Dazzled by the sophistication of the little girls in g’s class, I find that rather than feeling concern for the prospects of g and the many other little boys who trail along behind, I balk at the probability that those little girls will be forced to contend with a world that will narrow over time, all but shutting them out, while the boys will discover, though they hadn’t even thought to look, a world that is steadily widening to welcome them in.  I do my best to fight back the image of these talented young ladies becoming too consumed with concerns over the thickness of their thighs to perform the important work of trying to balance the overly male framework that confines us all.

As a mother of boys, there might even be comfort in all of this.  But I hold out a possibly naive hope that these little girls will one day succeed much better than I have in defining and imposing their own vision on the society around them.  Because I still believe that we would all be better off.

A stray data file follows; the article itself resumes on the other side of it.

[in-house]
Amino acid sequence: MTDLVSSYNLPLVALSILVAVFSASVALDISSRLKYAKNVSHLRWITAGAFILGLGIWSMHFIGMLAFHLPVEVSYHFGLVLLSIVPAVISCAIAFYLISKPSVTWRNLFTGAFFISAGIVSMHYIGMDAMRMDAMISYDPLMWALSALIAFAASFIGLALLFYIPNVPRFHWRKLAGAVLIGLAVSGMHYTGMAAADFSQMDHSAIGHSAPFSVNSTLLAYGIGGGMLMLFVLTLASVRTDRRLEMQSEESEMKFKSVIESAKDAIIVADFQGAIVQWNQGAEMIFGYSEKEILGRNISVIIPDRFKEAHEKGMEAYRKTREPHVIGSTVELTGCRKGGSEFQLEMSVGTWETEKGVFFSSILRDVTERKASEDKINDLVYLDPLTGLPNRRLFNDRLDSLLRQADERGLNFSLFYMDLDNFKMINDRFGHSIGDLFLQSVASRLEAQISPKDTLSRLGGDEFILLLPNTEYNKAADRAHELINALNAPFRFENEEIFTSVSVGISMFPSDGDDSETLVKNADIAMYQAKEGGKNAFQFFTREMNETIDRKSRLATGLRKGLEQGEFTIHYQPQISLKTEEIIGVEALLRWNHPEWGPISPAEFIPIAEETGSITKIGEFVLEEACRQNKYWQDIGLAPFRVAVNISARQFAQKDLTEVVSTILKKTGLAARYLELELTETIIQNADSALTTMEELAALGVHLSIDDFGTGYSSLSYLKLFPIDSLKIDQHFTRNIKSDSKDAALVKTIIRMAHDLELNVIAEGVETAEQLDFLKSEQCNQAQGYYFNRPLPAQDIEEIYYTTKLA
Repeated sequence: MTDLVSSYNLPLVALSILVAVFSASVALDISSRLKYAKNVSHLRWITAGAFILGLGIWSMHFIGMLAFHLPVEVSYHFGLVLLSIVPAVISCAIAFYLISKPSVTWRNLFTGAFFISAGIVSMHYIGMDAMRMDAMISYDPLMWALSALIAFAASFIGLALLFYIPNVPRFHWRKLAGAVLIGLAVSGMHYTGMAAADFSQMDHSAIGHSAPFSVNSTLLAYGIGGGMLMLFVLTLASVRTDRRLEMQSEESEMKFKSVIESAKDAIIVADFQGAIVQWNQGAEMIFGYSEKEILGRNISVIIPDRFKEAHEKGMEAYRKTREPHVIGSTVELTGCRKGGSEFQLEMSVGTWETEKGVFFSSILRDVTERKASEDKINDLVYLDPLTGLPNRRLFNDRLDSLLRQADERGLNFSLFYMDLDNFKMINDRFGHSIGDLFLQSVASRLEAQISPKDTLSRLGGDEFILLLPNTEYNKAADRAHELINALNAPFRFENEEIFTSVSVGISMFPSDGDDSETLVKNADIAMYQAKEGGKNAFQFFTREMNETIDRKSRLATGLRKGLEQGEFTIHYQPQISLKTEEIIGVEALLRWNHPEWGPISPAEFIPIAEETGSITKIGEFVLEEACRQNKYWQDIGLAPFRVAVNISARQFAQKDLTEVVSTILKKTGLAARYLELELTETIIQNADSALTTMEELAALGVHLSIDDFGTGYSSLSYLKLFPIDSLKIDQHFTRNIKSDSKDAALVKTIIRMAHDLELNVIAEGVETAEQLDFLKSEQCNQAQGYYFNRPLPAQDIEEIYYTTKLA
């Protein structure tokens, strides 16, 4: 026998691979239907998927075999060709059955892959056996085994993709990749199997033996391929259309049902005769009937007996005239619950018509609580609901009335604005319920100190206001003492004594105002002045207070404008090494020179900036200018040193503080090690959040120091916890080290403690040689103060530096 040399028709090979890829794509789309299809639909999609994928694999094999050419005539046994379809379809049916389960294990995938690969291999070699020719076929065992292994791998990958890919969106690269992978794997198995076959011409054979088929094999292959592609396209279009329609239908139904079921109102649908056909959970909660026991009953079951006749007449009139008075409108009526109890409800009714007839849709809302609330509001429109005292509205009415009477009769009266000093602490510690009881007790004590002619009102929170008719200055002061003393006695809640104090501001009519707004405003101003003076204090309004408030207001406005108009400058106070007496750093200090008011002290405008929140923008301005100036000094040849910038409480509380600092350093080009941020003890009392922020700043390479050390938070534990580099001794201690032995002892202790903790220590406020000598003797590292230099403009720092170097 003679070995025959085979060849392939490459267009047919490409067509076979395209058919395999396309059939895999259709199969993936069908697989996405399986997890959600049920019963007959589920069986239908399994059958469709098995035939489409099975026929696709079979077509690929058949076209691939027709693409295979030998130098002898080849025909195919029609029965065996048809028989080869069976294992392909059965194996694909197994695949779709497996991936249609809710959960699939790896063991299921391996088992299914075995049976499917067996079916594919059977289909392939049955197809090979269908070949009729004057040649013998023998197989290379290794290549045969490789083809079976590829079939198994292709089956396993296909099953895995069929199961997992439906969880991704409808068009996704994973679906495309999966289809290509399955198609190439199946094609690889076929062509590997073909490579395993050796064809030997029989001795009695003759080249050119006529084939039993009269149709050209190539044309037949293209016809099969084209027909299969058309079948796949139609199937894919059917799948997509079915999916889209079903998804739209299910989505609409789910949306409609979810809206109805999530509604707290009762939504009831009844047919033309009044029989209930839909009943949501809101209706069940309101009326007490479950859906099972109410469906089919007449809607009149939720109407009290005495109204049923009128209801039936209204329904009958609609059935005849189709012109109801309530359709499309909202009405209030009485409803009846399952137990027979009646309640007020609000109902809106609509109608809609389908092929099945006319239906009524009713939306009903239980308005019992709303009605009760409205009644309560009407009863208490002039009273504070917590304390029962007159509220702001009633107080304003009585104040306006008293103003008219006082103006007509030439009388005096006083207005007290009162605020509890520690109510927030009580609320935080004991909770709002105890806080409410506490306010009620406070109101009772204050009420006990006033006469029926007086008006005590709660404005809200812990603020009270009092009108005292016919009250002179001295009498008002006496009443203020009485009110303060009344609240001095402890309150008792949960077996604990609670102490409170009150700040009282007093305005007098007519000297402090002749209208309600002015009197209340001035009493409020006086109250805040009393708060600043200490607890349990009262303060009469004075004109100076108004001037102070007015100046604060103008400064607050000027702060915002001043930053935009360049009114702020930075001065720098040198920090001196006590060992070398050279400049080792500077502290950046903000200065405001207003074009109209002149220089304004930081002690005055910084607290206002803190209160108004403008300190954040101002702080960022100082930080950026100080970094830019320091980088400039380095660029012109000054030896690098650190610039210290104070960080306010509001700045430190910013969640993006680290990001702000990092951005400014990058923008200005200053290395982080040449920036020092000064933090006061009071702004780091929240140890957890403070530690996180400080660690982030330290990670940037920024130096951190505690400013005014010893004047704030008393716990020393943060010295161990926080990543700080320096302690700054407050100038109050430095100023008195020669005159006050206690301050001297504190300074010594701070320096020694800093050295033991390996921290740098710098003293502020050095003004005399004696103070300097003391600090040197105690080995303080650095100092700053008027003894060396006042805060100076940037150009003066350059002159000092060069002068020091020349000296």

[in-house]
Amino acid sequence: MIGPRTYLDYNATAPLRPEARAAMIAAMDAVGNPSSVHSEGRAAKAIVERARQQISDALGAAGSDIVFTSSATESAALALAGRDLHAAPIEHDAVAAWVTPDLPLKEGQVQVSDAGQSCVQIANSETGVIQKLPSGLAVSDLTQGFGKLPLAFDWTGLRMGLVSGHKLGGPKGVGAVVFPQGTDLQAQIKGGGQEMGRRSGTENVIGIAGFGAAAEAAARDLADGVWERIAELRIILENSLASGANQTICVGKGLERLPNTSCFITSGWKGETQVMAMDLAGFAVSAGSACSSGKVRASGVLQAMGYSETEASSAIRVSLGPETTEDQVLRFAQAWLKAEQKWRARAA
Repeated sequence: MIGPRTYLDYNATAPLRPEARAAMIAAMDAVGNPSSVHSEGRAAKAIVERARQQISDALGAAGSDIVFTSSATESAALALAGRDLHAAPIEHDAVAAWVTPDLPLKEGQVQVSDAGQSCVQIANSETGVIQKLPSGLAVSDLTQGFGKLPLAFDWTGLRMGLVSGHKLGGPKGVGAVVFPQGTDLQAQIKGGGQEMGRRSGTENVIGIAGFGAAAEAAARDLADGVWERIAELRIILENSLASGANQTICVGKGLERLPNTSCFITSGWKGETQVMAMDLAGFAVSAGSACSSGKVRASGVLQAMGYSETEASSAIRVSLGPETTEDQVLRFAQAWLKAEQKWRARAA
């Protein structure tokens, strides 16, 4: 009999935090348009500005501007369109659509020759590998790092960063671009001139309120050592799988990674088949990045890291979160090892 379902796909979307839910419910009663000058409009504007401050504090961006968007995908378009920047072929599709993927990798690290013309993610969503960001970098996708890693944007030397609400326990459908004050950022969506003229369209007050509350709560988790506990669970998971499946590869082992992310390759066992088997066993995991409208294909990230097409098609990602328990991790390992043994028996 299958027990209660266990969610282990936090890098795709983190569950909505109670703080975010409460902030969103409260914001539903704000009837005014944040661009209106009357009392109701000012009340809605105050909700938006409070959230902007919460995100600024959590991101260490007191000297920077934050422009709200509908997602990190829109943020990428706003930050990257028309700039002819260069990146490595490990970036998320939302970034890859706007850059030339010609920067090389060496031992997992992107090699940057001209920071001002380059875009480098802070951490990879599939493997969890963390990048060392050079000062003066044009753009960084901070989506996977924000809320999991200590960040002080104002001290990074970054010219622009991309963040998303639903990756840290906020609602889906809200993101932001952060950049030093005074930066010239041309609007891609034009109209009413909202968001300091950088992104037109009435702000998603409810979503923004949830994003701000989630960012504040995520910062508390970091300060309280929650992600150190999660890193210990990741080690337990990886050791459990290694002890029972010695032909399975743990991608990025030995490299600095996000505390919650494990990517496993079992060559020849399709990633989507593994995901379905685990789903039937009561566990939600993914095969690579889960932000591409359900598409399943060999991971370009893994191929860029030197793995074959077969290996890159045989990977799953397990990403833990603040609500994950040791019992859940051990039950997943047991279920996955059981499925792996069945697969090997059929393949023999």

Fear and curiosity in 2015

2015  forced me to come to terms with one of the downsides of getting older.  I’m not referring to the various lines, spots and sags that increase with each year that goes by.   Nor am I talking about that pushy stripe of grey hairs asserting itself on my crown. What I am referring to is an unwanted increase in the companionship of that most paralyzing of human emotions: fear.

I now understand that I used to be something of an optimist.  I approached new experiences with curiosity and hope.  If I slept poorly the night before a big trip or important day, it was generally because I was excited.  Now, I spend those sleepless hours carefully cataloging all of the dangers and traps awaiting me, whether I can prepare for them or not.

I am aware that parenting has a large role to play in this change.  Being RESPONSIBLE for the impacts of ones decisions on little lives should lead anyone to consider the risks involved.  But, I’m afraid that my level of pessimism is starting to get out of control.

Fear was warranted early in 2015 when g underwent emergency surgery.  But it took months for me to understand what I should have known on all along- that kids are a hardy lot and we are fortunate to have access to excellent medical care.

This summer as we prepared for a vacation in Mexico, I thought of intestinal infections, road failures and mosquitoes instead of focusing on the potential of dreamy beaches and sweet towns.  In the end,  the beauty won out.